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Border fences reduce risk of transnational terrorist attacks, other effects unclear

Tuesday, May 09, 2017

 

 

LAWRENCE — During his successful presidential campaign, Donald Trump advocated for building a larger and more complete wall with Mexico. Trump's plans for the wall were focused on stemming immigration, but countries have built fences and walls for a multitude of reasons since the end of World War II.

Nazli Avdan, a University of Kansas assistant professor of political science, said political leaders often tout walls as effective against a plethora of threats, including terrorism. Walls are appealing in part because they are a visible sign of government taking action. Even if leaders tend to lump together different threats as justification for building a border fence or wall, are they really an effective security measure?

A new study Avdan led has found border fences do reduce the risk of a transnational terrorist attack, though the research leaves open questions about other factors. The researchers also did not examine whether fences influence immigration.

"We don't know exactly why it's reductive in the sense that there are complementary mechanisms that are at play, but it appears one of the driving forces is the denial of access at the border of potential terrorist groups or actors," Avdan said.

The findings could have important implications as states in the Middle East and Europe continue to find ways to address the fallout of the civil war in Syria. For several years, the war has created a massive humanitarian crisis of refugees fleeing Syria. It also has created a breeding ground for terrorist groups, like the Islamic State in Iraq and Syria, or ISIS, to seek to access Turkey or European countries.

The study that Avdan co-authored with Christopher Gelpi of Ohio State University appeared recently in the journal International Studies Quarterly.

The researchers documented the number of border fences constructed across the world since 1901, starting with Norway's fence built that year on the border with Sweden. Norway dismantled that fence in 1920.

Since the end of World War II, governments constructed 62 new fences, and 48 were built after the Cold War ended. Although a few fences built during the Cold War were later dismantled, most fences still exist today, including the 2005 one built by the United States on the border with Mexico.

The researchers then analyzed the number of transnational terrorist incidents that occurred since 1900. They found construction of a border fence reduces the probability of a transnational terrorist attack by 13 percent annually.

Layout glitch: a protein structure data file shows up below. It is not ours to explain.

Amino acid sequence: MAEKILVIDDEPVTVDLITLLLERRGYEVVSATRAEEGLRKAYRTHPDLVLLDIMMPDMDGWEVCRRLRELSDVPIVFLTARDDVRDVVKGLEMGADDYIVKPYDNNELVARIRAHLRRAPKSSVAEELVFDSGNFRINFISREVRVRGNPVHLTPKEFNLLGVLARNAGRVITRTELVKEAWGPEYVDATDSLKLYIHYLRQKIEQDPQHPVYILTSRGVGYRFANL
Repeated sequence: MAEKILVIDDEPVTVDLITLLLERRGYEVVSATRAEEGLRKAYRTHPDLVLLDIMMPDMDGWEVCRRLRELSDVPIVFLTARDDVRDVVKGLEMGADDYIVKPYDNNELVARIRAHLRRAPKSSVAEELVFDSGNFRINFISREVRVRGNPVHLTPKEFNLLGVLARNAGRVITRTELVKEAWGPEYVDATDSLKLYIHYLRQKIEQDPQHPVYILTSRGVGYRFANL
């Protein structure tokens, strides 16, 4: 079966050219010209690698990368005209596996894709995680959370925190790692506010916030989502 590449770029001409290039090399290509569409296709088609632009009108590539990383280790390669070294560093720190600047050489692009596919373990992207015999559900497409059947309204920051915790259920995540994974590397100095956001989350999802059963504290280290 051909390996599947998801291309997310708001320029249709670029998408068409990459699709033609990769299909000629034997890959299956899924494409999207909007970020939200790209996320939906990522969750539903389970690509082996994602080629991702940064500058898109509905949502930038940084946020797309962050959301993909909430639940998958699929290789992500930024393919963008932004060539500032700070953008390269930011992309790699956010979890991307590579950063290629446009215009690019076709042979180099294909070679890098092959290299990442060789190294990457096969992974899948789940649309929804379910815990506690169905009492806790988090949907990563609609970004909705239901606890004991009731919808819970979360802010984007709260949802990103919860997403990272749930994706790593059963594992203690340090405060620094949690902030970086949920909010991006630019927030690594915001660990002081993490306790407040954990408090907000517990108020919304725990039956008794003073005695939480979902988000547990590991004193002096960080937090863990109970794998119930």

The study did not consider any other issues or factors that also pertain to borders or border crossing, such as immigration, smuggling or illicit trafficking, Avdan said, so the findings are narrow in that regard.

"Politicians want to cite the border wall as a security-enhancing tactic, and within that, they might say that it's a counterterrorism tool," she said. "It's convenient to do so, and there are reasons why you would expect that to be the case."

A fence or wall could disrupt the funneling of illicit money or militants to a terrorist group to help support an attack. However, she said, transnational terrorist groups have also adjusted their tactics in some cases by either seeking to inspire homegrown attackers within a country or use legal immigration tactics to enter a country.

While the study's results are positive news regarding preventing transnational terrorist attacks, Avdan said building a fence or wall may have deleterious consequences, often eliciting criticism from the neighbor country. Walls also influence other factors of migration as well, as countries have seen in the fallout from Syria.

"There is an unfortunate humanitarian component to this where sometimes states build a wall to basically deter the flow of refugees and to make it harder for them to cross borders," Avdan said. "The majority of refugees are not threatening. They are actually fleeing for their lives, and some are seeking to escape the very terrorist actors that destination states are guarding their frontiers against. Those who lack the proper documentation to obtain legal entry to that destination may then find themselves trapped or having to resort to the aid of unscrupulous organized crime networks who capitalize on harder borders.”

The findings are also significant because the study challenges the expectations of a borderless world as globalization gained steam and the Cold War ended. Actually, a majority of the border fences since 1900 have cropped up after the Berlin Wall fell.

"It is also important in the current context where national borders are pretty much fixed," Avdan said. "It's a strong challenge against the notion that globalization should pave the path to a completely borderless world. Walls and fences represent the physical embodiment of the border. States are taking more control."

Photo: The United States border fence with Mexico shown in 2012 near San Diego. A study led by KU researcher Nazli Avdan found that since 1900, border fences have reduced the likelihood of a transnational terrorist attack, but the researchers did not examine other issues surrounding borders and immigration as part of the study. Image courtesy the U.S. government.